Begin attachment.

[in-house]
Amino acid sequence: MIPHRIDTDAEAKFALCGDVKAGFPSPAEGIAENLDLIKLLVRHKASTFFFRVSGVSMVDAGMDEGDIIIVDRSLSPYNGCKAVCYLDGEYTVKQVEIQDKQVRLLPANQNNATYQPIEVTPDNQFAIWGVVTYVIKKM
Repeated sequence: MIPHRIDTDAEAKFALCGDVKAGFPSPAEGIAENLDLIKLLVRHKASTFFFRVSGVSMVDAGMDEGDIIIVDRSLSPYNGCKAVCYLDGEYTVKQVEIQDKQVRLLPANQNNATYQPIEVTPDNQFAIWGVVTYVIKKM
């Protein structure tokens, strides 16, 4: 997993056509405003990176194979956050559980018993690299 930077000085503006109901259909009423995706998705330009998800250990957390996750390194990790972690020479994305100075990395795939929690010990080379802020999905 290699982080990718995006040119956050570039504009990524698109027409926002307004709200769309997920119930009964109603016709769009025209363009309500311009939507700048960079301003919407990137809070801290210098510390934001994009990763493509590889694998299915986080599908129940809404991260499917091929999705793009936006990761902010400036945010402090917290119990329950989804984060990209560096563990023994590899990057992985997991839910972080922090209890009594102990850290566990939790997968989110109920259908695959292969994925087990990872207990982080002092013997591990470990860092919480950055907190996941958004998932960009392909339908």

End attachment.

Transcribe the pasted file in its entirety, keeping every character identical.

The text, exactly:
[in-house]
Amino acid sequence: MIPHRIDTDAEAKFALCGDVKAGFPSPAEGIAENLDLIKLLVRHKASTFFFRVSGVSMVDAGMDEGDIIIVDRSLSPYNGCKAVCYLDGEYTVKQVEIQDKQVRLLPANQNNATYQPIEVTPDNQFAIWGVVTYVIKKM
Repeated sequence: MIPHRIDTDAEAKFALCGDVKAGFPSPAEGIAENLDLIKLLVRHKASTFFFRVSGVSMVDAGMDEGDIIIVDRSLSPYNGCKAVCYLDGEYTVKQVEIQDKQVRLLPANQNNATYQPIEVTPDNQFAIWGVVTYVIKKM
């Protein structure tokens, strides 16, 4: 997993056509405003990176194979956050559980018993690299 930077000085503006109901259909009423995706998705330009998800250990957390996750390194990790972690020479994305100075990395795939929690010990080379802020999905 290699982080990718995006040119956050570039504009990524698109027409926002307004709200769309997920119930009964109603016709769009025209363009309500311009939507700048960079301003919407990137809070801290210098510390934001994009990763493509590889694998299915986080599908129940809404991260499917091929999705793009936006990761902010400036945010402090917290119990329950989804984060990209560096563990023994590899990057992985997991839910972080922090209890009594102990850290566990939790997968989110109920259908695959292969994925087990990872207990982080002092013997591990470990860092919480950055907190996941958004998932960009392909339908």